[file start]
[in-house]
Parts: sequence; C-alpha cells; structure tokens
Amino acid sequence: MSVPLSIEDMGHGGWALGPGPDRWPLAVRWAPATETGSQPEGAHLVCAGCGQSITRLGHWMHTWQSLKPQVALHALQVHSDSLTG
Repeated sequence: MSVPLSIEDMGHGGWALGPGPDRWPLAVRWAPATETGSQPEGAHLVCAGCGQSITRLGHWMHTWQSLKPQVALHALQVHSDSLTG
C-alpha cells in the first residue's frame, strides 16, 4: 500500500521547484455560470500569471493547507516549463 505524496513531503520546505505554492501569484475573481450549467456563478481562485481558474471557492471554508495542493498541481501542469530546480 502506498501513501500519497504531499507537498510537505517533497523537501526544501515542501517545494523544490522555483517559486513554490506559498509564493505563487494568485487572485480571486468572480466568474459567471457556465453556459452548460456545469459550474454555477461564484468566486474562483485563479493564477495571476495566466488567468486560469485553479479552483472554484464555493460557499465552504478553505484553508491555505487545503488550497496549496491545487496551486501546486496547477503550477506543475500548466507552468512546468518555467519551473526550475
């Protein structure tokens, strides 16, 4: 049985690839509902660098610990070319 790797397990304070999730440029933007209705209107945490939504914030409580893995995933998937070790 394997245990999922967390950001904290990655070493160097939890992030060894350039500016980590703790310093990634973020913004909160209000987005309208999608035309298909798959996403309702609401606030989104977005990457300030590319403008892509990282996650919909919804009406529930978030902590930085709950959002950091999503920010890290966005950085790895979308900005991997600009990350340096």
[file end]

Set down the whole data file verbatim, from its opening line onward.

[in-house]
Parts: sequence; C-alpha cells; structure tokens
Amino acid sequence: MSVPLSIEDMGHGGWALGPGPDRWPLAVRWAPATETGSQPEGAHLVCAGCGQSITRLGHWMHTWQSLKPQVALHALQVHSDSLTG
Repeated sequence: MSVPLSIEDMGHGGWALGPGPDRWPLAVRWAPATETGSQPEGAHLVCAGCGQSITRLGHWMHTWQSLKPQVALHALQVHSDSLTG
C-alpha cells in the first residue's frame, strides 16, 4: 500500500521547484455560470500569471493547507516549463 505524496513531503520546505505554492501569484475573481450549467456563478481562485481558474471557492471554508495542493498541481501542469530546480 502506498501513501500519497504531499507537498510537505517533497523537501526544501515542501517545494523544490522555483517559486513554490506559498509564493505563487494568485487572485480571486468572480466568474459567471457556465453556459452548460456545469459550474454555477461564484468566486474562483485563479493564477495571476495566466488567468486560469485553479479552483472554484464555493460557499465552504478553505484553508491555505487545503488550497496549496491545487496551486501546486496547477503550477506543475500548466507552468512546468518555467519551473526550475
């Protein structure tokens, strides 16, 4: 049985690839509902660098610990070319 790797397990304070999730440029933007209705209107945490939504914030409580893995995933998937070790 394997245990999922967390950001904290990655070493160097939890992030060894350039500016980590703790310093990634973020913004909160209000987005309208999608035309298909798959996403309702609401606030989104977005990457300030590319403008892509990282996650919909919804009406529930978030902590930085709950959002950091999503920010890290966005950085790895979308900005991997600009990350340096």